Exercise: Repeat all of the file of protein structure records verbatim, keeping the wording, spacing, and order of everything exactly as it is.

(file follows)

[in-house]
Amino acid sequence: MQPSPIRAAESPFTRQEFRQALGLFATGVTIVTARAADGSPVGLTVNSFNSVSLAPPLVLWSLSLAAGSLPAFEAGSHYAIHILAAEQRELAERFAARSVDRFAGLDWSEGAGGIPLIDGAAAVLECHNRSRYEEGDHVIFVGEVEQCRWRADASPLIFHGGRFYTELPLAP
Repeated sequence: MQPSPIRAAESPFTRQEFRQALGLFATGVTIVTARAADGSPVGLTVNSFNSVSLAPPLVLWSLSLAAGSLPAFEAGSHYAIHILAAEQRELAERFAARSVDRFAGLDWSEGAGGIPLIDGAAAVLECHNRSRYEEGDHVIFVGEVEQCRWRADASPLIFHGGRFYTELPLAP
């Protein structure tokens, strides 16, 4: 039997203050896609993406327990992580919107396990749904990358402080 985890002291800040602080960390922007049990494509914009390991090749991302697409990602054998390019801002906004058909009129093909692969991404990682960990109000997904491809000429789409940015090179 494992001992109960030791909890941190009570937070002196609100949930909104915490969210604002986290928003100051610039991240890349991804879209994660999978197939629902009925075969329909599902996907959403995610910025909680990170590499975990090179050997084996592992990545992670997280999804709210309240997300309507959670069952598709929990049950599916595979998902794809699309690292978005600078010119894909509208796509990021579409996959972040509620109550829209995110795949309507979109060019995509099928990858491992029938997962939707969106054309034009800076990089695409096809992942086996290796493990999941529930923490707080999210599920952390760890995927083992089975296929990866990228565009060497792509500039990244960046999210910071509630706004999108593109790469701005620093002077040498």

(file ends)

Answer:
[in-house]
Amino acid sequence: MQPSPIRAAESPFTRQEFRQALGLFATGVTIVTARAADGSPVGLTVNSFNSVSLAPPLVLWSLSLAAGSLPAFEAGSHYAIHILAAEQRELAERFAARSVDRFAGLDWSEGAGGIPLIDGAAAVLECHNRSRYEEGDHVIFVGEVEQCRWRADASPLIFHGGRFYTELPLAP
Repeated sequence: MQPSPIRAAESPFTRQEFRQALGLFATGVTIVTARAADGSPVGLTVNSFNSVSLAPPLVLWSLSLAAGSLPAFEAGSHYAIHILAAEQRELAERFAARSVDRFAGLDWSEGAGGIPLIDGAAAVLECHNRSRYEEGDHVIFVGEVEQCRWRADASPLIFHGGRFYTELPLAP
């Protein structure tokens, strides 16, 4: 039997203050896609993406327990992580919107396990749904990358402080 985890002291800040602080960390922007049990494509914009390991090749991302697409990602054998390019801002906004058909009129093909692969991404990682960990109000997904491809000429789409940015090179 494992001992109960030791909890941190009570937070002196609100949930909104915490969210604002986290928003100051610039991240890349991804879209994660999978197939629902009925075969329909599902996907959403995610910025909680990170590499975990090179050997084996592992990545992670997280999804709210309240997300309507959670069952598709929990049950599916595979998902794809699309690292978005600078010119894909509208796509990021579409996959972040509620109550829209995110795949309507979109060019995509099928990858491992029938997962939707969106054309034009800076990089695409096809992942086996290796493990999941529930923490707080999210599920952390760890995927083992089975296929990866990228565009060497792509500039990244960046999210910071509630706004999108593109790469701005620093002077040498």